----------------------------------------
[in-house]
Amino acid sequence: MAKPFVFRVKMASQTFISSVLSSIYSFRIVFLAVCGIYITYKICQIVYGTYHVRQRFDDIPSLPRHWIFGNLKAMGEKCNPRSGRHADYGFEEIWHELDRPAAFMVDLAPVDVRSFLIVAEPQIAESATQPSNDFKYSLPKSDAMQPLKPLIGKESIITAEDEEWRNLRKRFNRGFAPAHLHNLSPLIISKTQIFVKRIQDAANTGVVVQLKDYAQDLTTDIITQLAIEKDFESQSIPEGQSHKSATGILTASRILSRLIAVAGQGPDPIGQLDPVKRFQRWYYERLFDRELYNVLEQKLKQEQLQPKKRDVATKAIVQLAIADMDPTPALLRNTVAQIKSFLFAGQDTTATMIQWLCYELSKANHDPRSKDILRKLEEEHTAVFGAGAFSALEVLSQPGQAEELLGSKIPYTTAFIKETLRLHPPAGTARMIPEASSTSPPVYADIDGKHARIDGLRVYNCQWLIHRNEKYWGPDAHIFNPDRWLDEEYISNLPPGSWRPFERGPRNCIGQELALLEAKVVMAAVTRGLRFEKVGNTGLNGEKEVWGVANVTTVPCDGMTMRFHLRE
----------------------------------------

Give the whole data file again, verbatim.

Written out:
[in-house]
Amino acid sequence: MAKPFVFRVKMASQTFISSVLSSIYSFRIVFLAVCGIYITYKICQIVYGTYHVRQRFDDIPSLPRHWIFGNLKAMGEKCNPRSGRHADYGFEEIWHELDRPAAFMVDLAPVDVRSFLIVAEPQIAESATQPSNDFKYSLPKSDAMQPLKPLIGKESIITAEDEEWRNLRKRFNRGFAPAHLHNLSPLIISKTQIFVKRIQDAANTGVVVQLKDYAQDLTTDIITQLAIEKDFESQSIPEGQSHKSATGILTASRILSRLIAVAGQGPDPIGQLDPVKRFQRWYYERLFDRELYNVLEQKLKQEQLQPKKRDVATKAIVQLAIADMDPTPALLRNTVAQIKSFLFAGQDTTATMIQWLCYELSKANHDPRSKDILRKLEEEHTAVFGAGAFSALEVLSQPGQAEELLGSKIPYTTAFIKETLRLHPPAGTARMIPEASSTSPPVYADIDGKHARIDGLRVYNCQWLIHRNEKYWGPDAHIFNPDRWLDEEYISNLPPGSWRPFERGPRNCIGQELALLEAKVVMAAVTRGLRFEKVGNTGLNGEKEVWGVANVTTVPCDGMTMRFHLRE